Access to safe and secure housing is a fundamental human right. It provides a solid foundation for a person’s health, wellbeing and agency, and helps build more productive and cohesive communities. Across Australia, however, it is estimated that approximately one in seven people who have been in prison need assistance from a specialist homelessness service when they re-enter the community.
When people who leave prison don’t have a safe and secure place to live, it’s significantly more challenging for them to gain employment, attend appointments and stay away from drugs and alcohol – all important influences that can reduce reoffending. Housing can be the difference between whether a person will return to prison or get their life back on track. Australian research has confirmed this, with one study finding that when people had unstable accommodation upon leaving prison, they were three times more likely to return to prison within just nine months.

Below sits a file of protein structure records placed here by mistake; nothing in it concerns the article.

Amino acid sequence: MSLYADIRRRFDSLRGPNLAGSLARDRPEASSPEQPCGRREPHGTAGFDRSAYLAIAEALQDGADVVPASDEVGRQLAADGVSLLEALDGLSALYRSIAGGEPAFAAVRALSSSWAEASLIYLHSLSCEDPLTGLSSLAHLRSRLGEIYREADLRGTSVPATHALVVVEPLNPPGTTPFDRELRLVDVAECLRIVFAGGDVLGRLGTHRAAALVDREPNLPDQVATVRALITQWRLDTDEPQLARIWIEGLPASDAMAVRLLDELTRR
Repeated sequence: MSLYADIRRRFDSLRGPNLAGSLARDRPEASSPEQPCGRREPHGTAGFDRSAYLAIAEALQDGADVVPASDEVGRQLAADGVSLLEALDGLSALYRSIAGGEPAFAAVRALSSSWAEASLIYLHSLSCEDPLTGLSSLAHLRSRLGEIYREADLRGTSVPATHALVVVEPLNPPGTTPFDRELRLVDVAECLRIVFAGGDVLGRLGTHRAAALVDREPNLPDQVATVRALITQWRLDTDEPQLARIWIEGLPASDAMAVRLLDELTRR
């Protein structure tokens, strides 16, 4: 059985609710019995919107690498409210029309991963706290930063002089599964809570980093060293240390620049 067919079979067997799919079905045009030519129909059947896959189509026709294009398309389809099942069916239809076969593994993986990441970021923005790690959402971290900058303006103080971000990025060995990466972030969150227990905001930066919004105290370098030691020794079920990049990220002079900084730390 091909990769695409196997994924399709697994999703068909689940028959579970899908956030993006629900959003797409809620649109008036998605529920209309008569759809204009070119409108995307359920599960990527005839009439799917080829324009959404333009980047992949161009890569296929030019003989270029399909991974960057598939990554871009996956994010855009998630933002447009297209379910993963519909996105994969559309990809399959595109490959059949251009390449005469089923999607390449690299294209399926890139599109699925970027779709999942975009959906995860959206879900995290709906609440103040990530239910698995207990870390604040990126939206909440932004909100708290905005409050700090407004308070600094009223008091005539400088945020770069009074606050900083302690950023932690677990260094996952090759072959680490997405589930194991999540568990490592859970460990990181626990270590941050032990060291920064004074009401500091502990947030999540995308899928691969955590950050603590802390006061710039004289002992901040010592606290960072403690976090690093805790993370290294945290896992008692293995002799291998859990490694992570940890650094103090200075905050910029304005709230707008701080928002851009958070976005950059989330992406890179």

Australia’s prison population has risen significantly over the past decade, notwithstanding a slight decline in numbers due to the COVID-19 pandemic. In June 2020, there were 40,000 people in prison with nearly 60 per cent having been in prison before.
Prisons are expensive, costing Australian taxpayers $120,450 per person in prison each year. But the greatest cost of imprisonment is on the lives of individuals and families who are directly affected. Prisons are often traumatic environments that separate people from homes, families, and communities, compounding pre-existing disadvantage and increasing the need for support. Jesuit Social Services believes that prison should only ever be used as a last resort.